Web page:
Developers plan to build a housing estate right in the middle of Sligo's deciduous forest. This would endanger the habitats of many rare and protected species of plants and animals and take away the magic of the forest which has provided inspiration for so many, including W.B. Yeats. The proposal was rejected but has been appealed.
Hazelwood forest, one of Sligo’s most precious tourist attractions, is at threat from developers, ForestHaze Developments, who plan to build 158 houses, a marina and 4 apartment blocks up to 5 stories high directly on the river’s edge. The proposal was rejected by the Council but it has been appealed.
The development, planned to concentrate around the old Saehan factory site, would stretch from the water’s edge to within 15 metres of the woodland path many people use to escape into nature. Instead of Sligo’s beautiful forest made famous by W.B. Yeats, they would see concrete. It is a Special Area of Conservation, which is home to many rare species of plants and animals. They planned for the houses to pay for the restoration of historic Hazelwood House but it needs saving from water damage as the roof is leaking.
The Hazelwood Action Group pointed out the plan would destroy a valuable habitat, reduce its recreational value and neglect Hazelwood house itself. The development would bring in up to 500 people requiring extra services and infrastructure. The entire housing project is contrary to the Sligo County Council Development Plan for the area. The Council has put off their decision on the proposal until 16th November.
A lot of rare trees are in the forest (many planted by John Arthur Wynne of Hazelwood House) including the Strawberry tree and the Bird Cherry tree, yet in the application mature native trees are described as ‘scrub’. There are many rare varieties of flowers there including Ivy-Leaf Broomrape and the endangered Three-Nerved Sandwort, whose name (wort) suggests medicinal properties. Rare animals also depend on the forest for their home, some protected by the E.U. Habitats Directive including badgers, pine martens, red squirrels whose population is declining and near-threatened Otters whose population is also falling. Protected birds such as the Barn Owl, Kingfisher and Tern nest in the forest. Six out of the nine Irish species of bats are in Hazelwood, they are protected and roost in deciduous trees. One of only a few alluvial woodlands in Ireland, Hazelwood is an ancient ecosystem. According to Coiltte it is of considerable nature conservation importance, it was even selected as a demonstration site for restoring priority woodlands.sof of - ---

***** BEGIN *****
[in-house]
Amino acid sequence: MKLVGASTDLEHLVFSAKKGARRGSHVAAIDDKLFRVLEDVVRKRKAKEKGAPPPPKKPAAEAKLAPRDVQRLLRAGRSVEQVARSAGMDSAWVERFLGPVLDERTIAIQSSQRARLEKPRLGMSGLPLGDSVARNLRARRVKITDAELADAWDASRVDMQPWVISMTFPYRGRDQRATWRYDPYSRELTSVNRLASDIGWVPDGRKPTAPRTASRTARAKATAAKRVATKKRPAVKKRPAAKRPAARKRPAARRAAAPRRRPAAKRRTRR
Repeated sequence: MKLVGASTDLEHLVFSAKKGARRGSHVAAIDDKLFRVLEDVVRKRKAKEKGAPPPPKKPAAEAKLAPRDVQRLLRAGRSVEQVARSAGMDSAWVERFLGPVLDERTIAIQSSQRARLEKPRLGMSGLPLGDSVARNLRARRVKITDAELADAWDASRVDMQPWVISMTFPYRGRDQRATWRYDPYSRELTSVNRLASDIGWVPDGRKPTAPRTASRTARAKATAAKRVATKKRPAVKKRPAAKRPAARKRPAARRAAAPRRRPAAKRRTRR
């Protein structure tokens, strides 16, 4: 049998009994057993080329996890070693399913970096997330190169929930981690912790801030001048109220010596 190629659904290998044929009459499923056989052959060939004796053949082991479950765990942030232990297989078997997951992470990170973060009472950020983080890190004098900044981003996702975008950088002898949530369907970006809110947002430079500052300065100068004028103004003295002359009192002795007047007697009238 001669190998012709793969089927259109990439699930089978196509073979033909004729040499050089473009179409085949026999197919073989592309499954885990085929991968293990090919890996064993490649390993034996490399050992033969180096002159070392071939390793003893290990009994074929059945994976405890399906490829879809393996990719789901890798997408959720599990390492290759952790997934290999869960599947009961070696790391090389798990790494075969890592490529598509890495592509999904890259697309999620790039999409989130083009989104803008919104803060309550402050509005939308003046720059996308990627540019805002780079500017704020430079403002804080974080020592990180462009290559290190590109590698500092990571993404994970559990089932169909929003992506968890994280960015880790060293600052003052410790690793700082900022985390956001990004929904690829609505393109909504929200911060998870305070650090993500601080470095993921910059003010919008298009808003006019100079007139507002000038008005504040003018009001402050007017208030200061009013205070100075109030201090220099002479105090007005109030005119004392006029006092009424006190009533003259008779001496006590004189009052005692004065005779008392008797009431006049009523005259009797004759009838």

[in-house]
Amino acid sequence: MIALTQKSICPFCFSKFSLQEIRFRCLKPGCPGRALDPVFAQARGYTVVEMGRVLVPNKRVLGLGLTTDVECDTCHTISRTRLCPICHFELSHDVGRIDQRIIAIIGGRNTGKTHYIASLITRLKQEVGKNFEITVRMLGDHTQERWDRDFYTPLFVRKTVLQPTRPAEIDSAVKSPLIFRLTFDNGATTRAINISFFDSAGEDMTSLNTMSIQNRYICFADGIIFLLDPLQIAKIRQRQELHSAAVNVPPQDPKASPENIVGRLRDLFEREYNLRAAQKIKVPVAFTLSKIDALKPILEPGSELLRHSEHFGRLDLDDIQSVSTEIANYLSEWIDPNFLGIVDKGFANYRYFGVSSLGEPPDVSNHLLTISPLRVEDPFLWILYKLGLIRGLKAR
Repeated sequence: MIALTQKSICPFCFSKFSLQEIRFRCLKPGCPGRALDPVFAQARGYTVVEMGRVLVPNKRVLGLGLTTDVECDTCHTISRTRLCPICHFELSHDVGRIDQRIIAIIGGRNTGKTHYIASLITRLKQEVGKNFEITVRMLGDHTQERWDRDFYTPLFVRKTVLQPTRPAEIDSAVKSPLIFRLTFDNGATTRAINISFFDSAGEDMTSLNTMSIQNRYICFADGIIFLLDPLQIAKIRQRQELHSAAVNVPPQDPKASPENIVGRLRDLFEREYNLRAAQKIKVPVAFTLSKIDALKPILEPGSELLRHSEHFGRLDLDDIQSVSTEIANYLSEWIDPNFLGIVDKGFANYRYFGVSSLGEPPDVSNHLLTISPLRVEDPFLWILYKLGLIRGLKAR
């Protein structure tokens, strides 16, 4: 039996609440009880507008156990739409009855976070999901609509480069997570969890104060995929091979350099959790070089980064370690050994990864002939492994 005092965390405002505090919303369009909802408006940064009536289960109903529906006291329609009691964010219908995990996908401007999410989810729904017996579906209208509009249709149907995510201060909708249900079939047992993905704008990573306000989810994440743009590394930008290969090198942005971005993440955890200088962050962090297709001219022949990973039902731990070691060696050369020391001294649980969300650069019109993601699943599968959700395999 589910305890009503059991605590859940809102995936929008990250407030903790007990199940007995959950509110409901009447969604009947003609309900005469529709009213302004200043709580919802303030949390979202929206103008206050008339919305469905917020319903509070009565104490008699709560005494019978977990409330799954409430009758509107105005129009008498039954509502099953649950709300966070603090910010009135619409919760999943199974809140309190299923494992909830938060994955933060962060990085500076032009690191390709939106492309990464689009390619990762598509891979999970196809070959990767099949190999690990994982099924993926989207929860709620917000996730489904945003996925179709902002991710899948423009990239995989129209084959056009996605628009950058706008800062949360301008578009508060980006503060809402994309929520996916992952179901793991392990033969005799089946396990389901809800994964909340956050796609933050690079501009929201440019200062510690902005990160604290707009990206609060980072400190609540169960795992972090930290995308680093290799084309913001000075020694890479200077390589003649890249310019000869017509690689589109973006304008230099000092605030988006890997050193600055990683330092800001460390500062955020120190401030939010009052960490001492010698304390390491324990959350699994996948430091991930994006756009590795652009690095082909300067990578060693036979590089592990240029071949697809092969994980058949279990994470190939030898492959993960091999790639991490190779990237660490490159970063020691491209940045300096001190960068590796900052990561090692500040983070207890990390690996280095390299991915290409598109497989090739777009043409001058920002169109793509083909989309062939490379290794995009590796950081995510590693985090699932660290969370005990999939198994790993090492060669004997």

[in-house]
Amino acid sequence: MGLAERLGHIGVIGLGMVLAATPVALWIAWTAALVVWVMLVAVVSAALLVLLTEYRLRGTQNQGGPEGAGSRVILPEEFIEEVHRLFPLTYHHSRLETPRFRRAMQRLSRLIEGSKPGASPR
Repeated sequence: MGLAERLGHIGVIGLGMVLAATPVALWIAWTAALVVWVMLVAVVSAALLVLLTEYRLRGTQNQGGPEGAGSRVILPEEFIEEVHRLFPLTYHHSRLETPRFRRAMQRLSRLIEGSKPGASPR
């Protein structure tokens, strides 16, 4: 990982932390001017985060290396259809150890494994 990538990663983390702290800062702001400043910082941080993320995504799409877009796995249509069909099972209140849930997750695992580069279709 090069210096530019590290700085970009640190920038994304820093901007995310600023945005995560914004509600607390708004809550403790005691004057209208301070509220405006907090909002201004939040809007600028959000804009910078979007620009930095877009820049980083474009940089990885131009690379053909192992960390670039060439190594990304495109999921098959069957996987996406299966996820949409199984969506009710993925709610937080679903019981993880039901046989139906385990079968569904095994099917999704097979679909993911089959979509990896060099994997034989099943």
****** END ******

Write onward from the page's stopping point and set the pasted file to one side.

The E.U. Habitats Directive requires member states to protect natural habitats and wild species. It introduces for protected areas the principle that development can only go ahead when they have ascertained no adverse effect on the integrity of the site. The Habitats Directive makes it an offence deliberately to kill, capture, or disturb a European Protected Species, or to damage or destroy the breeding site or resting place of such an animal, even accidentally.
At Lissadell when many trees were felled the ones behind them fell over as they weren’t supported. At Hazelwood they would leave 25 metres of trees with none behind them to protect them from river wind. There are many beech trees; beeches fall over when there are few other trees nearby as they have shallow roots.
The area of the Saehan factory has been identified as a contaminated site from pollution from the factory. The proposal has no houses on this part of the ground but it would be a green area in the middle where the children play. Development would increase the risk of contamination of Lough Gill and the Garavogue river. Hazelwood is the source of water supply for Sligo. The Integrated Pollution Prevention Control license was not transferred to the new owners. The original Environmental Impact Assessment ordered by Saehan said the land should not be built on.
Deciduous forests are needed for oxygen and to balance the ecosystem. They store carbon; if they were removed they would release carbon, which would contribute to the greenhouse effect. The Environmental Protection Agency hasn’t checked the site. Construction would produce air, noise and water pollution. A thin layer of subsoil in the development site puts groundwater at risk. Construction can leak heavy metals into the environment. An Environmental Impact Assessment was carried out but the report seems to lack a considerable degree of detail.
With so many uninhabited houses littered throughout the county do we really need another eyesore at the heart of one of our natural treasures? In Germany they are bulldozing empty houses as there is no demand for them.
Hazelwood is a Green Belt Area and acts as the lungs of Sligo. The extent of the development would take away the magic of the forest, which has provided inspiration for so many people including W.B.Yeats. In the words of Joni Mitchell, they want to ‘pave paradise’, or in the words of Yeats, in a few years shall we look out where Hazelwood used to be and say: ‘Transformed utterly: A terrible beauty is born’. Is Sligo the Land of House Desire or is the forest still the heart of Sligo?